Efficient and effective remediation: creating economies of scale across multiple lines of business
Pensions review, mortgage endowments, bank charges, PPI, AML – these challenges have cost the industry £billions in redress and operational costs over the last ten years, requiring onerous, resource-intensive remediation infrastructure to be built and subsequently decommissioned. Many providers have faced quality and consistency concerns that have in turn invited regulatory scrutiny and increased reputational risk as a result.
An increasingly “intensive and intrusive” regulatory landscape plus growing media and political pressure make it almost inevitable that the remediation burden will continue to rise over the medium to longer term. One only needs to look at the emerging Foreign Account Tax Compliance Act FATCA regulation from the US for more evidence of this growing trend.
Firms should consider it a business imperative to not only be better prepared, but, in this capital-constrained environment, to adopt an approach that maximises Return on Investment in remediation, thus diverting the fewest number of resources away from the front line business as usual. There are a number of areas which can help – for instance, root cause analysis (RCA) can constitute an early warning system to identify potential systemic failings. Learning points from RCA and past remediation activities can be used to shape firms’ future approaches to product design, manufacture, distribution and support.
In spite of this, firms generally fail to utilise this information to position themselves for the next big remediation challenge. Inadequate planning and preparation to facilitate systems, automation and off-shoring to deliver large-scale remediation activities all too often results in ‘business as usual’ operations suffering as resources and management time are diverted.
Firms typically end up with a combination of manual processes and non IT supported systems (Access, Excel) to support the remediation undertaking. This “by necessity in the timeframe” approach carries with it significant operational and therefore regulatory risk.
Beyond horizon scanning
Some financial institutions invest substantial effort in horizon scanning and are well positioned to spot threats from a relatively long way out. Difficulties usually arise when mobilising resource to pre-empt or to otherwise deal with the identified threat. A particular challenge can be allocating skilled resource and the appropriate technology to setting up a completely new activity to run to the required scale in a short timeframe.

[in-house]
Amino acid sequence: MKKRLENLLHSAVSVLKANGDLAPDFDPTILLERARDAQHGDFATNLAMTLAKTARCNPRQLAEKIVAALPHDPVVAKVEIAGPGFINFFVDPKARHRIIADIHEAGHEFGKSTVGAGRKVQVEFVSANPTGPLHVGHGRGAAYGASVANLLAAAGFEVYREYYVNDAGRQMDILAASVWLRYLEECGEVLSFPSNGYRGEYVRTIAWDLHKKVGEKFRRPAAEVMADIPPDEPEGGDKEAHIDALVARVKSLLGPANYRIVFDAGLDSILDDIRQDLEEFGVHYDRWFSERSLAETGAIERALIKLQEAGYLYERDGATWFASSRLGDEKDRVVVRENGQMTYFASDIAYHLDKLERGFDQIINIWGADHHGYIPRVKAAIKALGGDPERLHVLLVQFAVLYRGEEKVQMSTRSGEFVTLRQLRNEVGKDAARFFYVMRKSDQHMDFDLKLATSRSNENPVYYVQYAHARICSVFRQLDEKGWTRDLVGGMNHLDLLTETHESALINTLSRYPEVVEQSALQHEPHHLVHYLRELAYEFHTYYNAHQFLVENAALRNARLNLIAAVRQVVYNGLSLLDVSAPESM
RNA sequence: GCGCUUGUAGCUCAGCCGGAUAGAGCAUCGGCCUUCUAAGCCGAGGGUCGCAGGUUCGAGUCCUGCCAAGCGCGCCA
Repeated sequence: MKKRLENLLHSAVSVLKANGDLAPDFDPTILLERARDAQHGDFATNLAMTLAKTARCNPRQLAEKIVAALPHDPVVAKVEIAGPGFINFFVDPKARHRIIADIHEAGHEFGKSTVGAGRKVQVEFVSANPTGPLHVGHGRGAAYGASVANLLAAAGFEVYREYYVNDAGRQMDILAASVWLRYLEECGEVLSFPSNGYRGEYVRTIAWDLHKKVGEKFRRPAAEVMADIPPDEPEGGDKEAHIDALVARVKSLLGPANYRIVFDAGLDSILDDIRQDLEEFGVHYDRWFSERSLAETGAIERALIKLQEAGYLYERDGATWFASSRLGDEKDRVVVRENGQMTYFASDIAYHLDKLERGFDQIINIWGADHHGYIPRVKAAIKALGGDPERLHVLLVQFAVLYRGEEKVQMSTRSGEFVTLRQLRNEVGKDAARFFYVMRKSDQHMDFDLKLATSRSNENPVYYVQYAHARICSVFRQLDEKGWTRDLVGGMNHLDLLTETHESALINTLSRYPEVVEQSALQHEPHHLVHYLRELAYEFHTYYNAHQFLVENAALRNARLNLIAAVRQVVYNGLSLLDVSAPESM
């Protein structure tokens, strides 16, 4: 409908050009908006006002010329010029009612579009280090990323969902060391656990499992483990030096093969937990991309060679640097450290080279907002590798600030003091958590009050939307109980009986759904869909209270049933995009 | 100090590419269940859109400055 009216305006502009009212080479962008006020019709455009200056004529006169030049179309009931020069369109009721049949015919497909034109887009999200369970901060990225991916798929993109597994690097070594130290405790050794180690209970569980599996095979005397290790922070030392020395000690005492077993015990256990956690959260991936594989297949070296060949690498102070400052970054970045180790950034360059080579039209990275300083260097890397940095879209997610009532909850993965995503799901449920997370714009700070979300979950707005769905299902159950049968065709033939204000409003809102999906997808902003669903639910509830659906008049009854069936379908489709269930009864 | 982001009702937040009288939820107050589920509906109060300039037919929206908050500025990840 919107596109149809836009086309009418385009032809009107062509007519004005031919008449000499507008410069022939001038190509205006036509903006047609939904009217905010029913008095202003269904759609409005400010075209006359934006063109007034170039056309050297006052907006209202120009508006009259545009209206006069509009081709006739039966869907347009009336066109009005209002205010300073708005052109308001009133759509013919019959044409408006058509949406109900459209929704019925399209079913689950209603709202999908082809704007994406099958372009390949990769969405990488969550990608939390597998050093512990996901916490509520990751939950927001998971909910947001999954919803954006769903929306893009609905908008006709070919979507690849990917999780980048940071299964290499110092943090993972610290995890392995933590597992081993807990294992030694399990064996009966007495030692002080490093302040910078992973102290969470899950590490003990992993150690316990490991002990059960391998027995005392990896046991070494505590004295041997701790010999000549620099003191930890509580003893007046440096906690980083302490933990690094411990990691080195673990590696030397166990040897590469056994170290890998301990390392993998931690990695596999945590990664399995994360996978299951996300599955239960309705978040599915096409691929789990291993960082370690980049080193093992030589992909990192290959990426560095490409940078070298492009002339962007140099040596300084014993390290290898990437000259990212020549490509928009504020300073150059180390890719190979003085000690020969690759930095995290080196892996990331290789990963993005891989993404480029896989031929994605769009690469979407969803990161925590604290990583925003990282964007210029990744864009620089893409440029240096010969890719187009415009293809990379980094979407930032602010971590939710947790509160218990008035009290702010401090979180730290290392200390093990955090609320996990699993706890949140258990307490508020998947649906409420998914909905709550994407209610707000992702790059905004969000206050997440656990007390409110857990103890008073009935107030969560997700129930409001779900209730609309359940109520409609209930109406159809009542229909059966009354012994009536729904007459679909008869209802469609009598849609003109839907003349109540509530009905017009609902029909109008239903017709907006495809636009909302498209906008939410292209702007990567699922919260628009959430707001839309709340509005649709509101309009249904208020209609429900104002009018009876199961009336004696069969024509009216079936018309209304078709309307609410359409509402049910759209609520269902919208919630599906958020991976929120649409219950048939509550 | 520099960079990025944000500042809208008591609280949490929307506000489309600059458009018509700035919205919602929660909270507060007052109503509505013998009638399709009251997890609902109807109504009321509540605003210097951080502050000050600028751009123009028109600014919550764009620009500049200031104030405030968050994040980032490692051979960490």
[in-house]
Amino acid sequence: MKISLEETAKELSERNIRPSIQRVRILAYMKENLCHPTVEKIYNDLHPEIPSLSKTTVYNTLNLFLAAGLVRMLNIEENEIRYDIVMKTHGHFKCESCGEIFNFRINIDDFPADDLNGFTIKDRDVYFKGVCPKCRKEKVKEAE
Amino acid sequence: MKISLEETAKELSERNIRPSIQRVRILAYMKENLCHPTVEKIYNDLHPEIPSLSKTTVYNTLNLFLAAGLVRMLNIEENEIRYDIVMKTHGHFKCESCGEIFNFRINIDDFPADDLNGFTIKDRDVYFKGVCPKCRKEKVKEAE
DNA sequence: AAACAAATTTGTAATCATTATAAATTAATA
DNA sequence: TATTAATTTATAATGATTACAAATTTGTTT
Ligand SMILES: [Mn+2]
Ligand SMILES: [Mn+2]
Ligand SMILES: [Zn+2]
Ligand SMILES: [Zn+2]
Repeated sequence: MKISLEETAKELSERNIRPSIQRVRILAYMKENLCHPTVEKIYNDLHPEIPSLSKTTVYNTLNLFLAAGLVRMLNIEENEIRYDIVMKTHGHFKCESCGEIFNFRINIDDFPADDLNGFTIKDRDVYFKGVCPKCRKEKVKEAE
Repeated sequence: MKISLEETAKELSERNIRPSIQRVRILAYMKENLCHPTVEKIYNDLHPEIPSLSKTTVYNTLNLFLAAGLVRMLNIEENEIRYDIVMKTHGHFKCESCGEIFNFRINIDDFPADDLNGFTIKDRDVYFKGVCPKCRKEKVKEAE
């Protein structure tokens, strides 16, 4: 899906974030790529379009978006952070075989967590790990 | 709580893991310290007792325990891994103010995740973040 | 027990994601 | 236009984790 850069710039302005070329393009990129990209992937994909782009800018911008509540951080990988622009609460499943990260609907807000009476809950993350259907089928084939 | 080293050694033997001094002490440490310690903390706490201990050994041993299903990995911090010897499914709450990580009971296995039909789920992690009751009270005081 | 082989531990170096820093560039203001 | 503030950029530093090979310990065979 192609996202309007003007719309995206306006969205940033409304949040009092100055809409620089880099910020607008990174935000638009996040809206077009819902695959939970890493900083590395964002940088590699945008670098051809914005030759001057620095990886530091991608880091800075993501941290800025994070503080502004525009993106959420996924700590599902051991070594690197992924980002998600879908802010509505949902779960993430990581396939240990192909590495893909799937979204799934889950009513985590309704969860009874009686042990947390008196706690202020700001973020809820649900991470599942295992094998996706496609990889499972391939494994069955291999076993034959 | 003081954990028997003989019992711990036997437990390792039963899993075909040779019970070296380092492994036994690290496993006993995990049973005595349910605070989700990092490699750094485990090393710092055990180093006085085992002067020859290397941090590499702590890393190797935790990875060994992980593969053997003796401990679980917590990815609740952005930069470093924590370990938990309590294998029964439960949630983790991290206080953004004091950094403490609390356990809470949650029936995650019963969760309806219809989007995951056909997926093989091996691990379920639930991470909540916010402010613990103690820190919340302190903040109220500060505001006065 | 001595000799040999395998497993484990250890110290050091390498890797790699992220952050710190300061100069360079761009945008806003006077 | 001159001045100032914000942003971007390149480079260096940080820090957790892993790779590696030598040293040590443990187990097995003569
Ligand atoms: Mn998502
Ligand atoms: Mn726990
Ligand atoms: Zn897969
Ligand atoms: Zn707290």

Having a predefined and well-articulated process in place would help firms to respond swiftly, effectively and efficiently to issues as they arise, whether or not they were foreseen and irrespective of the timeframe. The time has come to build a repeatable remediation infrastructure that is “turn-key” and one that can handle a variety of issues, ranging from conduct/mis-selling risks, through to extra-territorial remediation such as FATCA or Sanctions to name a few.
A scalable, end-to-end remediation solution
To this end, KPMG has developed the Customer Remediation Centre (CRC) an end-to-end remediation platform, bringing together regulatory expertise, technology, on and offshored resource deployment, implementation and analytical capabilities. This is underpinned by a scalable and proven infrastructure that, as a hosted solution, can easily integrate into businesses' existing operations.
Offering consistent, rules-based quick case settlement or Straight Through Processing, it retains scope for faster and more consistent subjective decision-making where appropriate. This is enhanced and enabled by detailed up-front analysis and ongoing feedback into the processing platform and decision engines. The solution is configurable to individual client circumstances and is scalable to those needs at any given time.
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Crucially, the platform can be migrated in-house when convenient to do so. For instance, following the required remediation activity, the tool can be incorporated into the firm's systems to provide an ongoing platform for future remediation efforts, thereby better preparing them for both BAU complaint handling and future eventualities across a broad range of issues.
An Integrated and Rules-based model mitigates risk
The CRC embeds rules either explicitly stated or implied by the regulator on product notices. Regulators may draw comfort from the documented approach without necessarily needing to conduct further outcome testing. In addition, creating a rules-based system enables our clients to reduce the degree of subjectivity in the decision-making process, therefore improving efficiency and cost of resources deployed. In addition the integrated nature of the solution ensures that a complete audit trail, with appropriate reference to version controlled policy positions, is supported.
Contributing business value
Customer relationships can benefit through linking in to existing communication channels, permitting a swifter, more tailored and higher quality conversation with the customer to rectify a problem and to enhance the customer's experience. In deepening the relationship it can serve as a means of driving the potential sale of higher margin products while effectively demonstrating to third parties that they are not being mis-sold or over-sold.
In a capital and cost-constrained world, operating under ever increasing regulatory scrutiny, it is highly undesirable to build an expensive remediation infrastructure each time a problem occurs. Last-minute arrangements generally prove to be more expensive, more labour-intensive and more risky than an existing, enduring solution that can be scaled up and down to suit the firm's particular needs at any given time.
Partner, Regulatory Services
+44 (0) 20 7694 5575